British guidelines list fluconazole 150mg single dose and clotrimazole 500mg cream or pessary as first-line treatment.8
The choices for intravaginal treatment are:8
- Clotrimazole - 1% vaginal cream or pessaries at night for six nights
- Clotrimazole - 2% cream at night for three nights
- Clotrimazole - 10% cream for one night
- Nystatin vaginal cream 100 000 units for 14 nights or twice a day for one week.
The latest (2021) recommendations from the American Centres for Disease Control and Prevention (CDC) include the use of clotrimazole 1% cream 5g intravaginally daily for seven to 14 days, or clotrimazole 2% cream 5g intravaginally daily for three days.9
More than 5% of women with VVC experience recurrence, defined as at least four microbiologically proven infections per year. Recurrent infection can be treated with suppressive fluconazole with or without initial intravaginal clotrimazole or nystatin. According to the CDC, recurrent VVC caused by C. albicans respond well to short-duration oral or topical azole therapy.3,8,9
However, to maintain clinical and mycologic control, a longer duration of initial therapy (eg seven to 14 days of topical therapy or a 100mg, 150mg, or 200mg oral dose of fluconazole every third day for a total of three doses [days one, four, and 7]) is recommended to attempt remission, before initiating a maintenance antifungal regimen.9
Oral fluconazole (eg a 100mg, 150mg, or 200mg dose) weekly for six months is the indicated maintenance regimen. If this regimen is not feasible, topical treatments used intermittently can also be considered.9
Suppressive maintenance therapies are effective at controlling recurrent VVC but are rarely curative long-term because C. albicans azole resistance is becoming more common. Susceptibility tests, if available, should be obtained among symptomatic patients who remain culture positive despite maintenance therapy. These patients should be managed in consultation with a specialist.9
Efficacy of clotrimazole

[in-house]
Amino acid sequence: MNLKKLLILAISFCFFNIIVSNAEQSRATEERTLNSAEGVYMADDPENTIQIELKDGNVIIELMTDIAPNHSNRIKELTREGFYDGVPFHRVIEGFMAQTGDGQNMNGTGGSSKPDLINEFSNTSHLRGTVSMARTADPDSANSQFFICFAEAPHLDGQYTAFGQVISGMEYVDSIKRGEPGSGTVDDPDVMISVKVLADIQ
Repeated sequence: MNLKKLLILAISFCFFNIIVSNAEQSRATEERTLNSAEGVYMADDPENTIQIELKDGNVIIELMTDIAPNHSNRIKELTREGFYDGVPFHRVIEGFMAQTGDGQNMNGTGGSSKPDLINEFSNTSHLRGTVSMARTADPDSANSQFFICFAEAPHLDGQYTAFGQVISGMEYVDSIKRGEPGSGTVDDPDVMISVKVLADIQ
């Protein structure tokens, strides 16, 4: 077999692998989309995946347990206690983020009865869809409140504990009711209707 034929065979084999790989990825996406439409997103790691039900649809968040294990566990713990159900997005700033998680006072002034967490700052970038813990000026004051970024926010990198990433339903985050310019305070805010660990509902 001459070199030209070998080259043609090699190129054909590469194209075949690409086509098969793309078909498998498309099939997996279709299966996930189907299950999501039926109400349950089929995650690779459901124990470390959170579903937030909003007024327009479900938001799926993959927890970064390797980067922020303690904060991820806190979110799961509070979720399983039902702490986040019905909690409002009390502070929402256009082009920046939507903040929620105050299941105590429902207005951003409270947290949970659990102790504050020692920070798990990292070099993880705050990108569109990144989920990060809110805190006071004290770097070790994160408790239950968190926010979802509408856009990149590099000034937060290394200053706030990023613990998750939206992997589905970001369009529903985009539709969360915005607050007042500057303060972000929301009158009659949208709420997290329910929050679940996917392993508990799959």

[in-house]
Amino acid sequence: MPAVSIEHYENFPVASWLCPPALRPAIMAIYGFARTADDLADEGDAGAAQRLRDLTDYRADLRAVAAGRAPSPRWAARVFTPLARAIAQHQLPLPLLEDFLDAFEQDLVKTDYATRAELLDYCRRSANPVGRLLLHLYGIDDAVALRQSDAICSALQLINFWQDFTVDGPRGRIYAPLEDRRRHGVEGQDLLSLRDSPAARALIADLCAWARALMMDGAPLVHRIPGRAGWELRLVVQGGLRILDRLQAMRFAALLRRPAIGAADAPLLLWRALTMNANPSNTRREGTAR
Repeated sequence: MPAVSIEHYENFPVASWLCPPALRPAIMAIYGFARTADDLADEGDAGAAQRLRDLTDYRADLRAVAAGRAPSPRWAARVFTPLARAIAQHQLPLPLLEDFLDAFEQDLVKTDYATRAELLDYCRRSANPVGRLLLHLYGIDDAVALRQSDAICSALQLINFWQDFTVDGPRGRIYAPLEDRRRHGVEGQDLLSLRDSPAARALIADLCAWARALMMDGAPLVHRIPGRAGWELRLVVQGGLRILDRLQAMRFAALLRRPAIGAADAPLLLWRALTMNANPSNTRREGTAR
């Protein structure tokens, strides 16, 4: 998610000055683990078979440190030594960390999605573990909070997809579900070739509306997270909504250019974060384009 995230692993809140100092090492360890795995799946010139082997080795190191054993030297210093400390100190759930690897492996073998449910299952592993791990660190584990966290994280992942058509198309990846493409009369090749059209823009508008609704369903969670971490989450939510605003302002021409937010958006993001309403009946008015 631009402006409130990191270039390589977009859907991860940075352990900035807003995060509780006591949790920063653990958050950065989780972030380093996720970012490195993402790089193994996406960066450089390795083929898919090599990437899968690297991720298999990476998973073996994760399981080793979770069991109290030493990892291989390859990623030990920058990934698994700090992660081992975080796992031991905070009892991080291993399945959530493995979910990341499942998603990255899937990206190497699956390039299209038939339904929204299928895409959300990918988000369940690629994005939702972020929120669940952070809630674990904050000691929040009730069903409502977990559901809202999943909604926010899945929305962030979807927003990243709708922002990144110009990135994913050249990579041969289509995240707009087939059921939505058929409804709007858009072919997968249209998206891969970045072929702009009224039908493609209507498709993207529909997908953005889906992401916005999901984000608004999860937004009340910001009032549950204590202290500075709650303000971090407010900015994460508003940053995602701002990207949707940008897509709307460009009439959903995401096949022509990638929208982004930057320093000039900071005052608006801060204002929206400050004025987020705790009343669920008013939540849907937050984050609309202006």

Clotrimazole is an imidazole antimycotic agent that was discovered in the 1960s. Clotrimazole has broad antimicrobial activity against C. albicans and other fungal species.10
Clotrimazole was first registered in Germany more than 47 years ago (in 1973). The initial formulation for local treatment of VCC was the vaginal tablet followed by internal vaginal cream, external cream, and soft ovule (soft capsule).10
Clotrimazole mono-preparations for the management of VCC are available over the counter in most countries and cover a dose range from 100mg to 500mg mg (solid systems).10
Comparable local clotrimazole exposure can be achieved by administration of semi-solid systems (eg creams containing clotrimazole 1%, 2% or 10%) to the vagina and vulva. While many preparations are available as generics.10
Clotrimazole has poor oral bioavailability. When administered intravaginally, about 3% of the dose is systemically available. The latter explains the favourable systemic tolerability of clotrimazole following vaginal application. Clotrimazole resistance in VVC is rare and susceptibility testing is usually not recommended.10
Mendling et al conducted a systematic review of the safety and efficacy of clotrimazole in various patient populations. A total of 27 articles were included that studied intravaginal clotrimazole in adolescents (usually ≥16 years) and adults with uncomplicated (acute) symptomatic VVC.10
Generally, single doses of clotrimazole 500mg vaginal tablet provided cure rates of 70%–95% at one or two weeks following treatment. In studies reporting longer-term cure rates (eg after about four weeks), cure rates ranged roughly between 60% and 90%.10
Once-daily doses of clotrimazole 200mg and 100mg vaginal tablets for three and six to seven days, respectively, provided similar results. The single use of clotrimazole 10% internal cream resulted in a one week cure rate of 85%-91%.10